Modal vs. tonal harmony
Question: What are the essential differences between modal and tonal harmony? - Stephen

Answer: Phew. That's a deep one, but I'll wade in from the shallow end. First there's the historical distinction between mode and key. There's a fine book by Joel Lester, Between Modes and Keys, that provides interesting detail about the transition from modal to harmonic thinking. Modal music was primarily concerned with the horizontal or melodic aspects of music; "chord progressions" did not come along until later.

But I suspect you're really asking about the term as applied in jazz or folk music. In that case the term "modal harmony" really should just refer to building chords using the notes found in one of the old modes, rather than sticking to major or minor scales. This is not actually "modal" in the original sense of the word because the modes preceded chordal harmony. But the term could be used to describe chord progressions in which triads are built in the usual manner on notes of a scale, using the scale tones, except that the scale is not major or the usual minor, but one of the modal patterns.

For instance, the Dorian mode (in modern terms, the white keys from D) has a major sixth but a minor third. So if you build a chord on its 4th degree and use just scale tones you'll have a major IV in what otherwise sounds like a minor key. More commonly you'll hear a minor tune with a natural seventh (a whole step down from the tonic), and if that is harmonized using just scale tones you'll again have an effect different from typical major/minor progressions: the major VII chord. This could be said to derive from the Aeolian mode (natural minor) or the Dorian, so it's "modal harmony," too. Another would be a chord built on the low seventh in major (again a whole step from the tonic). This would derive from the Mixolydian mode, which is basically major but with a whole step below the tonic.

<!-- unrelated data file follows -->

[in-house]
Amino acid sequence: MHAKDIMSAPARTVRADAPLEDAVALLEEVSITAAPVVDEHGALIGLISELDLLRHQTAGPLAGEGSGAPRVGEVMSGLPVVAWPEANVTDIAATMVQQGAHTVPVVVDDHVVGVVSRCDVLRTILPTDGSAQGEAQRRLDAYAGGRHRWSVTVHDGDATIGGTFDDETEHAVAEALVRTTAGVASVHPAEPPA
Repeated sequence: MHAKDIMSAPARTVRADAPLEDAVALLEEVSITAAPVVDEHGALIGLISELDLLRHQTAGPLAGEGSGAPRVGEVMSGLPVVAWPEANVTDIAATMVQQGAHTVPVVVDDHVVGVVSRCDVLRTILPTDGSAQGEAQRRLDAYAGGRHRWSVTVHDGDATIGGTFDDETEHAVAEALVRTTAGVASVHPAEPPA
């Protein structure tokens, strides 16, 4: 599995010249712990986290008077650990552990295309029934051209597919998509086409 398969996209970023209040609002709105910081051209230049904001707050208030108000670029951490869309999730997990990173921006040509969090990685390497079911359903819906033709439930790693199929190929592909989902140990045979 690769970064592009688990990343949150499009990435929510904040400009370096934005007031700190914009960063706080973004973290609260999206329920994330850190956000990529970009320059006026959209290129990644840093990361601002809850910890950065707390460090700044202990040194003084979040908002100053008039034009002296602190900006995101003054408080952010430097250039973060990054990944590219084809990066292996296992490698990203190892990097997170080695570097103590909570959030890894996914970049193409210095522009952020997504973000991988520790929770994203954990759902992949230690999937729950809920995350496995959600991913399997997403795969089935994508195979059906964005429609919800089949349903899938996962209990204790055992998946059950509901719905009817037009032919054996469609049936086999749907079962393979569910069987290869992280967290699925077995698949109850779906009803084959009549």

The basic principle is very simple: chords are usually built using tones from the current scale, so you just lay them out as they come. If that scale is not major or harmonic minor, then you could say you've got modal harmony.

For example, here are the chords that would naturally arise from Dorian on D:

i D minor (D, F, A). As in normal minor.

ii E minor (E, G, B). Minor would have a diminished triad here.

III F major (F, A, C). As in normal minor.

IV G major (G, B, D). Minor would have a minor triad on the IV degree.

v A minor (A, C, E). Tonal harmony ("harmonic minor") would raise the C# here to make a major V chord, but a minor v is "modal."

vi dim (B, D, F) (but who wants to use that). If this were normal minor, the B would be flatted and this would be a major chord.

VII major (C, E, G). Which is as it would be in "natural minor (Aeolian)," but in tonal harmony using harmonic minor could be a diminished chord on C#.

I have read a description claiming that modal harmony has to do with leaving out the thirds in triads, or in using drone effects, or staying pretty much on one chord in various positions. I don't buy that. Let's say that modal harmony is that which uses chords that are built from only the tones available in one of the modes: Dorian, Phrygian, Lydian, Mixolydian, Aeolian. If someone wants to make a composition using drones or a constant single chord, I think a better term would be "static harmony." Not that there's anything wrong with that.

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